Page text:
CAPE CANAVERAL, Fla. — Two history-making astronauts made their way back to earth last weekend.
Astronauts Bob Behnken and Doug Hurley did a 19-hour trek back to Earth after successfully undocking Saturday evening from the International Space Station.
NASA met its undocking target of SpaceX's Crew Dragon Endeavour spacecraft and then nailed a historic splashdown around 2:48 p.m. Aug. 2 off the coast of Pensacola, Florida.
The return to earth of Behnken and Hurley was historic for several reasons, including marking a successful end to a mission that was the first time American astronauts launched on American rockets from American soil, as NASA Administrator Jim Bridenstine said.
And, Sunday's splashdown was also the first time in 45 years that the world watched an ocean landing of a spacecraft. The last time was on July 21, 1975, when the crew of the Apollo-Soyuz mission splashed down in the Pacific Ocean off Hawaii.
Both NASA and SpaceX kept a close eye on weather developments around Florida, specifically regarding Tropical Storm Isaias as it neared its east coast.
WATCH: NASA's coverage of the Crew Dragon's return to Earth
Pensacola was targeted as the primary return location for Crew Dragon because of weather conditions at the other target locations on the east coast.
"If there were a change in potentially the weather over the next several hours we would still be able to have Bob Behnken and Doug Hurley in Earth's orbit and they have enough crew supplies on board that they could stay there until a couple of days. That way we would have an opportunity for the weather to clear or for us to find another splashdown site," NASA Communications' Leah Cheshier said before the return mission.
Besides undocking and splashdown, Behnken and Hurley also hit a number of milestones on their trip home, including a series of burns that put them in place for safe re-entry into earth's atmosphere.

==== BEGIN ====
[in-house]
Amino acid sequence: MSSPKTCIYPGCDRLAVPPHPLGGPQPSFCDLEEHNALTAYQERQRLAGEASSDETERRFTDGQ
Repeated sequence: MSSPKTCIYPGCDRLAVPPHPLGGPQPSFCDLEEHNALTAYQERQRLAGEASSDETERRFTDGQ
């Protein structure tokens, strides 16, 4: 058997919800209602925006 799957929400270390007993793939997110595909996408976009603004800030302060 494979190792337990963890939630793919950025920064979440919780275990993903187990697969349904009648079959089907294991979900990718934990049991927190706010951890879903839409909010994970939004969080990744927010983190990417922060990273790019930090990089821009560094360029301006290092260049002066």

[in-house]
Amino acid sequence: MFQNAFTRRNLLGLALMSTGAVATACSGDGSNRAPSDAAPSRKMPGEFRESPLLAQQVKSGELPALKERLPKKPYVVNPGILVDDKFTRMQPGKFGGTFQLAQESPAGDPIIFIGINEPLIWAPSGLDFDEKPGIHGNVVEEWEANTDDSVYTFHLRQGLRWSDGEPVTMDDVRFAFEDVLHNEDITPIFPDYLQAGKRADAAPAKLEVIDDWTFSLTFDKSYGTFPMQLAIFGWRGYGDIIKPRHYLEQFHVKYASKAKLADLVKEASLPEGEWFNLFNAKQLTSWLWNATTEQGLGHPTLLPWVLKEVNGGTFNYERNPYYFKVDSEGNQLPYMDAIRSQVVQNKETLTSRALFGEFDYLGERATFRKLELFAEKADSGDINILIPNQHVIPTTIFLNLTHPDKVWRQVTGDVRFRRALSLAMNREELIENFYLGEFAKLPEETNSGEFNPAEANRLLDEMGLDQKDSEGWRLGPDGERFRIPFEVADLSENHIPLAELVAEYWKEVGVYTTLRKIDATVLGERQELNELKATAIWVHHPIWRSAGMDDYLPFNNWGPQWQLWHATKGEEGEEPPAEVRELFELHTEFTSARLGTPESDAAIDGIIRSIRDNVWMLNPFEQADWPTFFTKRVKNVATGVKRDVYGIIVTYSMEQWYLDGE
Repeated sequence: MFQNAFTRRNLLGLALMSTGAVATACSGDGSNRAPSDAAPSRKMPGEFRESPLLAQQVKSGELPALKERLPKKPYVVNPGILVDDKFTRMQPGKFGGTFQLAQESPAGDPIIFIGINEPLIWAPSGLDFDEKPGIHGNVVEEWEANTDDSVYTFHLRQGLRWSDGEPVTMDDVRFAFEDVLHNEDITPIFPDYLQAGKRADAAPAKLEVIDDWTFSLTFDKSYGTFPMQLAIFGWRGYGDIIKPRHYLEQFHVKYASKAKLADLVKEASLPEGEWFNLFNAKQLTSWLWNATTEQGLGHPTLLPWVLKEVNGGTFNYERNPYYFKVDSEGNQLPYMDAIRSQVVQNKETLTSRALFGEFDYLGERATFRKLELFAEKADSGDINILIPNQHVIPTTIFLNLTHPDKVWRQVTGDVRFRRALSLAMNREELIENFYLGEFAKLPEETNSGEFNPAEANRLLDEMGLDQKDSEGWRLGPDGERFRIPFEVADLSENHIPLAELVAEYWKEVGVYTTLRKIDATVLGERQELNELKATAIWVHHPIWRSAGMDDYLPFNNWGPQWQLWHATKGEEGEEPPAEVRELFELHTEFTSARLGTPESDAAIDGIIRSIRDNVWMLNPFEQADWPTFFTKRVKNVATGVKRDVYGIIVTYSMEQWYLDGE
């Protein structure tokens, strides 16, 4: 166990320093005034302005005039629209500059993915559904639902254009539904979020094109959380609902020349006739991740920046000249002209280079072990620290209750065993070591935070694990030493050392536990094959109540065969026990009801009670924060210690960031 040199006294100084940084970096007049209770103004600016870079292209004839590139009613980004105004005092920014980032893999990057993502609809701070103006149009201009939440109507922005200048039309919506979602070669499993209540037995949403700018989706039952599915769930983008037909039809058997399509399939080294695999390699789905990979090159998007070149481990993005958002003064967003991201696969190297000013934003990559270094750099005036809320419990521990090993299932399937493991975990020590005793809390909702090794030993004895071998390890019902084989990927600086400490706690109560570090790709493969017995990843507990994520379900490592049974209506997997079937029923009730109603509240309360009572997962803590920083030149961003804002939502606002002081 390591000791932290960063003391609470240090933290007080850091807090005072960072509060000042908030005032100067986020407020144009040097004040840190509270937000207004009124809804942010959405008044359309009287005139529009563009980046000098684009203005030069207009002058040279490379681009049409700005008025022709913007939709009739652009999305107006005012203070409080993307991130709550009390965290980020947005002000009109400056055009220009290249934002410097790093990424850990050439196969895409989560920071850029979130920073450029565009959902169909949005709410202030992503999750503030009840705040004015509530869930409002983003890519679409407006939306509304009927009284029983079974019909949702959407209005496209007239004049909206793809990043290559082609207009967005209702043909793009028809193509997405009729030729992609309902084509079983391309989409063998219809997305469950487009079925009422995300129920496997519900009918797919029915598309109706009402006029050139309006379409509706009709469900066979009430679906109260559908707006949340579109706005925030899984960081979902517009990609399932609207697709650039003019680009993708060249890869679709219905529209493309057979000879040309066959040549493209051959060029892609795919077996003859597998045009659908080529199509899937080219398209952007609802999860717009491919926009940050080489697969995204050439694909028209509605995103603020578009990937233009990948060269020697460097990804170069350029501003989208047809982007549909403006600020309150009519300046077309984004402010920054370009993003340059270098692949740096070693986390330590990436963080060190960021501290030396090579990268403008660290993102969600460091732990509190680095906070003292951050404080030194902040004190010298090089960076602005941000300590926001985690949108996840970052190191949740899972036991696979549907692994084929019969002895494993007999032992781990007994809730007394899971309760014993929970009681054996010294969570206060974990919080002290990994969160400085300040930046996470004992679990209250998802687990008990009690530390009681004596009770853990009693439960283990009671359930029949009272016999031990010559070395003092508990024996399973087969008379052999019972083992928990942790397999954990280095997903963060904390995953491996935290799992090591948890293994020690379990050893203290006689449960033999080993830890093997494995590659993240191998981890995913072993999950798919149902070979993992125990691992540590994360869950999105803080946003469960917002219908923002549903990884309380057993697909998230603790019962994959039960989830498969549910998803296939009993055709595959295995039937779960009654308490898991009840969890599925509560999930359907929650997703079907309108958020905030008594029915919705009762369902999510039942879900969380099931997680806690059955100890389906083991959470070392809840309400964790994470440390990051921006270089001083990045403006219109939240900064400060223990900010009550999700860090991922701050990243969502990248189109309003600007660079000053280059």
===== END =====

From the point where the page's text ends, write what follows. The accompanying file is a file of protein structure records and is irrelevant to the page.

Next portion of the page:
During their 62 days onboard the ISS, both astronauts completed 1,024 Earth orbits, 114 hours of research and saw the arrival and departure of different visiting vehicles.
Behnken also took part in four spacewalks with astronaut Chris Cassidy.
The duo talked about their return home from the International Space Station during a live news conference on Friday before undocking.
"We're carefully looking at the weather; getting ready for the undocking, deorbit and landing," NASA Commerical Crew Program Manager Steve Stich said during a briefing Wednesday.
Stich said these are the main things teams are monitoring when it comes to weather: wind speed, wave height, rain, lightning and visibility.
SpaceX Crew Mission Management Director Benji Reed said the SpaceX and NASA teams gave the return trip the same attention as with a launch.
"Bringing a spaceship home...it's a big deal," Reed said. "That sacred honor...making sure we bring Bob and Doug home to their families."
NASA Administrator Jim Bridenstine said all teams were "GO for return" following the flight readiness review, which was done Wednesday.
"Entry, descent and landing are ahead of us," Bridenstine said. "We can't wait to get Bob Behnken and Doug Hurley back to Earth."
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